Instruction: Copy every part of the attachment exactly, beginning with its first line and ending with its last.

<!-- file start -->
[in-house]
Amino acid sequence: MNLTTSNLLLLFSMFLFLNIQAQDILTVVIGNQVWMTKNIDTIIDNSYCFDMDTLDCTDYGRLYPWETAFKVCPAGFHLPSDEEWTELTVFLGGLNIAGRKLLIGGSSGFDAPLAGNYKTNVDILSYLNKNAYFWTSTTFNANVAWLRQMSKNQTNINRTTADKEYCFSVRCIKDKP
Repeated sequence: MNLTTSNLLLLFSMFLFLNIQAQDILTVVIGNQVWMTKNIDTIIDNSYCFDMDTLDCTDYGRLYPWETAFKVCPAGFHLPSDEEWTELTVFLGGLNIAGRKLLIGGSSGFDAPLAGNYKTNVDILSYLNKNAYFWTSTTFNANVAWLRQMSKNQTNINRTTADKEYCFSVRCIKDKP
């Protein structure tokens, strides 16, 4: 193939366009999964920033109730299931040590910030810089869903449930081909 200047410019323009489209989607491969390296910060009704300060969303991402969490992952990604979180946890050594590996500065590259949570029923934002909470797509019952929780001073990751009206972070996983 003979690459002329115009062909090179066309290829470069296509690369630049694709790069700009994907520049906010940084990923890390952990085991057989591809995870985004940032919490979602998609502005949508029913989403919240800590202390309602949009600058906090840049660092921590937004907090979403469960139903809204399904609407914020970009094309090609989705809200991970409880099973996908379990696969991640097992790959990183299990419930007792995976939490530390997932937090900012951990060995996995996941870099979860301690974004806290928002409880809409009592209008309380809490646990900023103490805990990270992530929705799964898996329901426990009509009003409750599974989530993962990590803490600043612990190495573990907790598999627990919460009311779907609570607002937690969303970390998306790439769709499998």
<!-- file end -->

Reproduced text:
[in-house]
Amino acid sequence: MNLTTSNLLLLFSMFLFLNIQAQDILTVVIGNQVWMTKNIDTIIDNSYCFDMDTLDCTDYGRLYPWETAFKVCPAGFHLPSDEEWTELTVFLGGLNIAGRKLLIGGSSGFDAPLAGNYKTNVDILSYLNKNAYFWTSTTFNANVAWLRQMSKNQTNINRTTADKEYCFSVRCIKDKP
Repeated sequence: MNLTTSNLLLLFSMFLFLNIQAQDILTVVIGNQVWMTKNIDTIIDNSYCFDMDTLDCTDYGRLYPWETAFKVCPAGFHLPSDEEWTELTVFLGGLNIAGRKLLIGGSSGFDAPLAGNYKTNVDILSYLNKNAYFWTSTTFNANVAWLRQMSKNQTNINRTTADKEYCFSVRCIKDKP
């Protein structure tokens, strides 16, 4: 193939366009999964920033109730299931040590910030810089869903449930081909 200047410019323009489209989607491969390296910060009704300060969303991402969490992952990604979180946890050594590996500065590259949570029923934002909470797509019952929780001073990751009206972070996983 003979690459002329115009062909090179066309290829470069296509690369630049694709790069700009994907520049906010940084990923890390952990085991057989591809995870985004940032919490979602998609502005949508029913989403919240800590202390309602949009600058906090840049660092921590937004907090979403469960139903809204399904609407914020970009094309090609989705809200991970409880099973996908379990696969991640097992790959990183299990419930007792995976939490530390997932937090900012951990060995996995996941870099979860301690974004806290928002409880809409009592209008309380809490646990900023103490805990990270992530929705799964898996329901426990009509009003409750599974989530993962990590803490600043612990190495573990907790598999627990919460009311779907609570607002937690969303970390998306790439769709499998």